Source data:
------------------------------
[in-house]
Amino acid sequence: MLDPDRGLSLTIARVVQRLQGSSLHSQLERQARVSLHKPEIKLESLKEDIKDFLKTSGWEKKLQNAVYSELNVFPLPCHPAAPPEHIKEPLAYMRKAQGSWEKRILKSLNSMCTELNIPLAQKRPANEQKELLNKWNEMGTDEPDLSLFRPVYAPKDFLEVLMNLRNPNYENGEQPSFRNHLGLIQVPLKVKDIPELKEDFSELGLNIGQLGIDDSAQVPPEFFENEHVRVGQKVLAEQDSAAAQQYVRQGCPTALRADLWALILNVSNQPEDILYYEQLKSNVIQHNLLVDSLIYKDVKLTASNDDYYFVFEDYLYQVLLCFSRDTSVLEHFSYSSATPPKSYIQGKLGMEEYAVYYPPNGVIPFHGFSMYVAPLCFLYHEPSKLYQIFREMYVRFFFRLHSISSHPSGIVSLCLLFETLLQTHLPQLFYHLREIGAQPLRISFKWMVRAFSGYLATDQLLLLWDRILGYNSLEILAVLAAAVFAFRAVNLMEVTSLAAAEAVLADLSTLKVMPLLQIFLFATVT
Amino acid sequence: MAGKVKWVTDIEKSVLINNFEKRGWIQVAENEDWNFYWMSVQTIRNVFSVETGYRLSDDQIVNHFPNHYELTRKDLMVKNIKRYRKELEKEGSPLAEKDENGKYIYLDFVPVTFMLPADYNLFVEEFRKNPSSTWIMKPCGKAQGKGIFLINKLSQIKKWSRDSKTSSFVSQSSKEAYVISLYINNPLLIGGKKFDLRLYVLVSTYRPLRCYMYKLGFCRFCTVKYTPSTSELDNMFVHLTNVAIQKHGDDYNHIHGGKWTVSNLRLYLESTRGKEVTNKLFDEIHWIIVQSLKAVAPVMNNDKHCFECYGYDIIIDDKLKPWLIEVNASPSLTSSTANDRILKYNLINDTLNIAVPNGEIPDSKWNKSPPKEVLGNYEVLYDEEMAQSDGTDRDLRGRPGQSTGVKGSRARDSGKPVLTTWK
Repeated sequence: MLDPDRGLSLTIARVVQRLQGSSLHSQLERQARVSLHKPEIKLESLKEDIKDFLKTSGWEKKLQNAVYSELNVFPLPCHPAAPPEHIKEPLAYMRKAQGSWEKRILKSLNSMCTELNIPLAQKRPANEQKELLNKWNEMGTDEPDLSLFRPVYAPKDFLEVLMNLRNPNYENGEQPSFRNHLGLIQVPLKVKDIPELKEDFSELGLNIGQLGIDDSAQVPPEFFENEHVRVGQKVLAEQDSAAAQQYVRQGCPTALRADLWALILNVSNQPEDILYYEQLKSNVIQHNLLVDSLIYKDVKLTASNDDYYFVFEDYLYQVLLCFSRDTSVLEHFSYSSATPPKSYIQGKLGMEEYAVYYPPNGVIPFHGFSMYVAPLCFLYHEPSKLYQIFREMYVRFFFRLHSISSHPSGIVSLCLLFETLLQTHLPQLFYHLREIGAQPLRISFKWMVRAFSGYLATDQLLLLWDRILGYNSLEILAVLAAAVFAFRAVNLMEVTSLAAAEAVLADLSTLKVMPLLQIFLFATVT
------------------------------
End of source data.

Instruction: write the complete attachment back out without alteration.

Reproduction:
[in-house]
Amino acid sequence: MLDPDRGLSLTIARVVQRLQGSSLHSQLERQARVSLHKPEIKLESLKEDIKDFLKTSGWEKKLQNAVYSELNVFPLPCHPAAPPEHIKEPLAYMRKAQGSWEKRILKSLNSMCTELNIPLAQKRPANEQKELLNKWNEMGTDEPDLSLFRPVYAPKDFLEVLMNLRNPNYENGEQPSFRNHLGLIQVPLKVKDIPELKEDFSELGLNIGQLGIDDSAQVPPEFFENEHVRVGQKVLAEQDSAAAQQYVRQGCPTALRADLWALILNVSNQPEDILYYEQLKSNVIQHNLLVDSLIYKDVKLTASNDDYYFVFEDYLYQVLLCFSRDTSVLEHFSYSSATPPKSYIQGKLGMEEYAVYYPPNGVIPFHGFSMYVAPLCFLYHEPSKLYQIFREMYVRFFFRLHSISSHPSGIVSLCLLFETLLQTHLPQLFYHLREIGAQPLRISFKWMVRAFSGYLATDQLLLLWDRILGYNSLEILAVLAAAVFAFRAVNLMEVTSLAAAEAVLADLSTLKVMPLLQIFLFATVT
Amino acid sequence: MAGKVKWVTDIEKSVLINNFEKRGWIQVAENEDWNFYWMSVQTIRNVFSVETGYRLSDDQIVNHFPNHYELTRKDLMVKNIKRYRKELEKEGSPLAEKDENGKYIYLDFVPVTFMLPADYNLFVEEFRKNPSSTWIMKPCGKAQGKGIFLINKLSQIKKWSRDSKTSSFVSQSSKEAYVISLYINNPLLIGGKKFDLRLYVLVSTYRPLRCYMYKLGFCRFCTVKYTPSTSELDNMFVHLTNVAIQKHGDDYNHIHGGKWTVSNLRLYLESTRGKEVTNKLFDEIHWIIVQSLKAVAPVMNNDKHCFECYGYDIIIDDKLKPWLIEVNASPSLTSSTANDRILKYNLINDTLNIAVPNGEIPDSKWNKSPPKEVLGNYEVLYDEEMAQSDGTDRDLRGRPGQSTGVKGSRARDSGKPVLTTWK
Repeated sequence: MLDPDRGLSLTIARVVQRLQGSSLHSQLERQARVSLHKPEIKLESLKEDIKDFLKTSGWEKKLQNAVYSELNVFPLPCHPAAPPEHIKEPLAYMRKAQGSWEKRILKSLNSMCTELNIPLAQKRPANEQKELLNKWNEMGTDEPDLSLFRPVYAPKDFLEVLMNLRNPNYENGEQPSFRNHLGLIQVPLKVKDIPELKEDFSELGLNIGQLGIDDSAQVPPEFFENEHVRVGQKVLAEQDSAAAQQYVRQGCPTALRADLWALILNVSNQPEDILYYEQLKSNVIQHNLLVDSLIYKDVKLTASNDDYYFVFEDYLYQVLLCFSRDTSVLEHFSYSSATPPKSYIQGKLGMEEYAVYYPPNGVIPFHGFSMYVAPLCFLYHEPSKLYQIFREMYVRFFFRLHSISSHPSGIVSLCLLFETLLQTHLPQLFYHLREIGAQPLRISFKWMVRAFSGYLATDQLLLLWDRILGYNSLEILAVLAAAVFAFRAVNLMEVTSLAAAEAVLADLSTLKVMPLLQIFLFATVT